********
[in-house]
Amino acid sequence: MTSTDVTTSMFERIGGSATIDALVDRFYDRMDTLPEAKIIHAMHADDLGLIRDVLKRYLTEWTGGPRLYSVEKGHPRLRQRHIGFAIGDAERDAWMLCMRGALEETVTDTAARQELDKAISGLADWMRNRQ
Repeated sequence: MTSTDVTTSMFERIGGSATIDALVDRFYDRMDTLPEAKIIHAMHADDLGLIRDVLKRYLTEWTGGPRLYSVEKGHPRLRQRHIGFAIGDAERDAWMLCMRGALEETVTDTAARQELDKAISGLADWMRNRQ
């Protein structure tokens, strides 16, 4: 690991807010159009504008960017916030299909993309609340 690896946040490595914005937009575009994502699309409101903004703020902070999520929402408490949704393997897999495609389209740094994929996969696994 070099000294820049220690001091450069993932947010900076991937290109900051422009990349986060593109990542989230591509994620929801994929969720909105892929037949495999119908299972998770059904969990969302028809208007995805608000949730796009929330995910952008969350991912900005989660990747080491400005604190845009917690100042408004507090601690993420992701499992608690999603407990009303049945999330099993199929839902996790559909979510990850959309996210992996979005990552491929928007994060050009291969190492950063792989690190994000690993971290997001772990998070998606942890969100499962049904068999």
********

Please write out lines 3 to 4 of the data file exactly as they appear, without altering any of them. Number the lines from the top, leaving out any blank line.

Repeated sequence: MTSTDVTTSMFERIGGSATIDALVDRFYDRMDTLPEAKIIHAMHADDLGLIRDVLKRYLTEWTGGPRLYSVEKGHPRLRQRHIGFAIGDAERDAWMLCMRGALEETVTDTAARQELDKAISGLADWMRNRQ
């Protein structure tokens, strides 16, 4: 690991807010159009504008960017916030299909993309609340 690896946040490595914005937009575009994502699309409101903004703020902070999520929402408490949704393997897999495609389209740094994929996969696994 070099000294820049220690001091450069993932947010900076991937290109900051422009990349986060593109990542989230591509994620929801994929969720909105892929037949495999119908299972998770059904969990969302028809208007995805608000949730796009929330995910952008969350991912900005989660990747080491400005604190845009917690100042408004507090601690993420992701499992608690999603407990009303049945999330099993199929839902996790559909979510990850959309996210992996979005990552491929928007994060050009291969190492950063792989690190994000690993971290997001772990998070998606942890969100499962049904068999």